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IT leaders can take a twofold approach to help K–12 students meet the new security challenges of remote learning.
They can proactively support students and parents in their efforts to stay safe in the remote learning environment, teaching the importance of cybersecurity. They can also shore up internal systems, processes and infrastructure to back up that learning.
Whatever they do, the reality of schools operating almost entirely online has only heightened concerns about cybersecurity — and with good reason. Some of the nation’s largest school districts have recently dealt with cyberattacks that halted remote learning, spurred leaders to postpone the first day of classes or involved the release of sensitive information.
“Instead of having everyone on one network, you have people on multiple networks, and each of those has its own vulnerabilities,” says Amy McLaughlin, CoSN’s project director for cybersecurity initiatives. “You may have an increase in fraud attacks because
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- Richard Miller is an expert in child development and a professor at the T. Denny Sanford School of Social and Family Dynamic at Arizona State University.
- He says science has documented how teaching hope as both a cognitive function and a practice can be a powerful strategy for success.
- Miller believes that teaching children to imagine their goals encourages the brain to plan and prepare for future challenges and opportunities.
- Visit Business Insider’s homepage for more stories.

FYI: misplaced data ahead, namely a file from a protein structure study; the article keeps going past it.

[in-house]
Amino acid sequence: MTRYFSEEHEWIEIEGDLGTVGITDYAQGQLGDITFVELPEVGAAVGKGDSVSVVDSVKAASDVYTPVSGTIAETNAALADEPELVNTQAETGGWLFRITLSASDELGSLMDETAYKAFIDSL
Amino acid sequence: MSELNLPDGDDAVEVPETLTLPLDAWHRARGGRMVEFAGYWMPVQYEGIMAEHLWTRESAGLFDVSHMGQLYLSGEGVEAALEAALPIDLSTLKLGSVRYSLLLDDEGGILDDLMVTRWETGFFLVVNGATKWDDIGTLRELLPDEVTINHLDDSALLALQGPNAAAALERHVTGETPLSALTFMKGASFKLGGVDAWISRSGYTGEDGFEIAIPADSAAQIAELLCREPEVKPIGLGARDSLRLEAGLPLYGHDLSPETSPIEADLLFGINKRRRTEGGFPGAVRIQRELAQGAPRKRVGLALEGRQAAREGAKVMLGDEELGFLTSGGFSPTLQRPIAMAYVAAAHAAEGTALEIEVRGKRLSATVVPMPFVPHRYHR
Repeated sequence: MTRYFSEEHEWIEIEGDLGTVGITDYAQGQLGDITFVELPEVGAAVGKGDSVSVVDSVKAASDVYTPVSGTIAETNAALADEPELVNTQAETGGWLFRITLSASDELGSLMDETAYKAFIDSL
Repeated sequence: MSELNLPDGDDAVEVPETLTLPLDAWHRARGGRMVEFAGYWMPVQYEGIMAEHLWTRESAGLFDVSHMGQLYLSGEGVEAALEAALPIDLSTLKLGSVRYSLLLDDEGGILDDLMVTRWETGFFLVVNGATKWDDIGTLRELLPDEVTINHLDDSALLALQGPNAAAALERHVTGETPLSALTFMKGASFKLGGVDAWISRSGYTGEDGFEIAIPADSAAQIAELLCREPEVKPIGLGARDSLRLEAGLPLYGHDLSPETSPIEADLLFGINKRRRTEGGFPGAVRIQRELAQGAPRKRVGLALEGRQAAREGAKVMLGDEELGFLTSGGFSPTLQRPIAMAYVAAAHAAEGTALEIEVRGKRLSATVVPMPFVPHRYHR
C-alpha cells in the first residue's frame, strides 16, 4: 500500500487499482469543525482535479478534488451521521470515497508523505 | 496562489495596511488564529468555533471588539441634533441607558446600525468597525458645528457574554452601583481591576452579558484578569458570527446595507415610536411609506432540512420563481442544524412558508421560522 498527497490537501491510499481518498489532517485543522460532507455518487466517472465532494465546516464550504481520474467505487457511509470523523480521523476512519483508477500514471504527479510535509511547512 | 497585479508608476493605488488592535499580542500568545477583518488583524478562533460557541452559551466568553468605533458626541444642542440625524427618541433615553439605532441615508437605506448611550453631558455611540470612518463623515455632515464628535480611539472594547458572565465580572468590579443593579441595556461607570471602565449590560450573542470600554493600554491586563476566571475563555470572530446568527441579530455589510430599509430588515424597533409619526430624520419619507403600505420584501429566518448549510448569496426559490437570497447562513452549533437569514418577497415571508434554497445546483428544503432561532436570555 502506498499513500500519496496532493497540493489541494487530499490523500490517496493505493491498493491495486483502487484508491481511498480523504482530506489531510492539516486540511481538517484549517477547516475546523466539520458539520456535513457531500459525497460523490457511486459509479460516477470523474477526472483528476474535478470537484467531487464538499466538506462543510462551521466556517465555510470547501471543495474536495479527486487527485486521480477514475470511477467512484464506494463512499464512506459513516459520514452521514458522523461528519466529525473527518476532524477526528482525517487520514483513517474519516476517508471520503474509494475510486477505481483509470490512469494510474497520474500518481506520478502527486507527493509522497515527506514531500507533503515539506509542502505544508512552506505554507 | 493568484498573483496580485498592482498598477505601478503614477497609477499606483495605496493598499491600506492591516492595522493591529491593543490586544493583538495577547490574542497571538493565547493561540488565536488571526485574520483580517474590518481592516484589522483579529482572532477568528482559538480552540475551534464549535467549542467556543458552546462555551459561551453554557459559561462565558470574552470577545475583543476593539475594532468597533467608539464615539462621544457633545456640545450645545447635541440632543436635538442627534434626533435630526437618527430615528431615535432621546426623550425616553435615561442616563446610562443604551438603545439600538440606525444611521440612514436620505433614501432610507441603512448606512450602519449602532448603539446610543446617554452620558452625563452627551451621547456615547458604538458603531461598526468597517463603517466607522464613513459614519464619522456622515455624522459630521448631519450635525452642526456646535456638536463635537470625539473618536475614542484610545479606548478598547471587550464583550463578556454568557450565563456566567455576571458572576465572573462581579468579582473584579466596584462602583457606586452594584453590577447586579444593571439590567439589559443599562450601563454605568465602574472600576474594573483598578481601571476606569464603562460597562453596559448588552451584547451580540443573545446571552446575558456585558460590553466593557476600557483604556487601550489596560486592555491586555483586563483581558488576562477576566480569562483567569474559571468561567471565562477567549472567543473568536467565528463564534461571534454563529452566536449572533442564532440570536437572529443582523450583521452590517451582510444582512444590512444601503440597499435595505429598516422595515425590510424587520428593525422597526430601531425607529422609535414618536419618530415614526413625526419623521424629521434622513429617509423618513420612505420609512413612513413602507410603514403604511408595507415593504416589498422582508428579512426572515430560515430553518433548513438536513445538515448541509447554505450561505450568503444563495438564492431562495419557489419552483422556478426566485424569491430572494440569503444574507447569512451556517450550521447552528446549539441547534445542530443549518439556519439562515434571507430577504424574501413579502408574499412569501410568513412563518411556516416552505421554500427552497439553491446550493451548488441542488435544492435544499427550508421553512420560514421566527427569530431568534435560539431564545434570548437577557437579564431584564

On Erin Gruwell’s first day as a high school English teacher, she faced a classroom of 150 “at risk” freshmen. Most of these kids, statistically, were going to fail. They were tough, their young lives already defined by poverty, gangs, violence, and low expectations. These students, she wrote, knew nearly every “four-letter word” except one: hope.
Yet four years later, every one of her “at risk” students at Wilson High School in Long
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National Science Foundation
Directorate for Computer and Information Science and Engineering
Directorate for Education and Human Resources
Directorate for Engineering
Directorate for Social, Behavioral and Economic Sciences
Full Proposal Deadline(s) (due by 5 p.m. submitter’s local time):
January 25, 2021
Deadline for FY 2021 competition
October 18, 2021
Deadline for FY 2022 competition
October 17, 2022
Deadline for FY 2023 competition
IMPORTANT INFORMATION AND REVISION NOTES
Please note that the solicitation has been substantially revised. The main revisions are:
- The program’s new name (previously called Cyberlearning) reflects its broad scope and includes a new focus on supporting research on emerging technologies for teaching. In addition to supporting student learning, this new focus supports research to enhance the work of teachers, mentors, and educators in formal and informal settings.
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In recent decades, ideas originating with Stanford students and faculty brought technologies that have disrupted industries, revolutionized business and eased communication in our daily lives. But they have also been linked to societal problems such as widening inequality, racial bias and lack of privacy.
Political science professors Margaret Levi and Rob Reich will co-lead the Ethics, Society and Technology (EST) Hub. (Image credit: L.A. Cicero)
As a way of ensuring that technological advances born at Stanford address the full range of ethical and societal implications, the Long-Range Vision launched the Ethics, Society and Technology (EST) Hub, co-led by Margaret Levi and Rob Reich, both professors of political science.
“Stanford is home to outstanding ethicists and social scientists but they haven’t been well integrated into the ways we teach about, or do research related to, technology,” said Debra Satz, the Vernon R. and Lysbeth Warren Anderson Dean of the School of